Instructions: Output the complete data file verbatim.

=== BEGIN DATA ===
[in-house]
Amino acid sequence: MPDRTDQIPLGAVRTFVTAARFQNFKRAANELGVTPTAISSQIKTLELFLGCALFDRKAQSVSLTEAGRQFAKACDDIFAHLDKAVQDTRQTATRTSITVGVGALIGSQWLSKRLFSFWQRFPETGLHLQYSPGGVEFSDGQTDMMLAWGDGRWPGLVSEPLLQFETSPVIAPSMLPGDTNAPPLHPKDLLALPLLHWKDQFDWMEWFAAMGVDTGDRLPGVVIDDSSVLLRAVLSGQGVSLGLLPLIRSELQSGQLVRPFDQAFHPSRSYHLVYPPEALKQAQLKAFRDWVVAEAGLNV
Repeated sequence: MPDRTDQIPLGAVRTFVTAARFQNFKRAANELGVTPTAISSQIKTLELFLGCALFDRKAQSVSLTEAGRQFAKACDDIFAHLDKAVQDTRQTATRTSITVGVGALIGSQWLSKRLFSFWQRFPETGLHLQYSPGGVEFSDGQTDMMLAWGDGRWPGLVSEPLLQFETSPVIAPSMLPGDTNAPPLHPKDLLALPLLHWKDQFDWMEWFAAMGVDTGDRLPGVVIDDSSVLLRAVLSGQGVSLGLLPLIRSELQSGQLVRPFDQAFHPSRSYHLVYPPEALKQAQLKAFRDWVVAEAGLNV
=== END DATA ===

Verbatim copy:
[in-house]
Amino acid sequence: MPDRTDQIPLGAVRTFVTAARFQNFKRAANELGVTPTAISSQIKTLELFLGCALFDRKAQSVSLTEAGRQFAKACDDIFAHLDKAVQDTRQTATRTSITVGVGALIGSQWLSKRLFSFWQRFPETGLHLQYSPGGVEFSDGQTDMMLAWGDGRWPGLVSEPLLQFETSPVIAPSMLPGDTNAPPLHPKDLLALPLLHWKDQFDWMEWFAAMGVDTGDRLPGVVIDDSSVLLRAVLSGQGVSLGLLPLIRSELQSGQLVRPFDQAFHPSRSYHLVYPPEALKQAQLKAFRDWVVAEAGLNV
Repeated sequence: MPDRTDQIPLGAVRTFVTAARFQNFKRAANELGVTPTAISSQIKTLELFLGCALFDRKAQSVSLTEAGRQFAKACDDIFAHLDKAVQDTRQTATRTSITVGVGALIGSQWLSKRLFSFWQRFPETGLHLQYSPGGVEFSDGQTDMMLAWGDGRWPGLVSEPLLQFETSPVIAPSMLPGDTNAPPLHPKDLLALPLLHWKDQFDWMEWFAAMGVDTGDRLPGVVIDDSSVLLRAVLSGQGVSLGLLPLIRSELQSGQLVRPFDQAFHPSRSYHLVYPPEALKQAQLKAFRDWVVAEAGLNV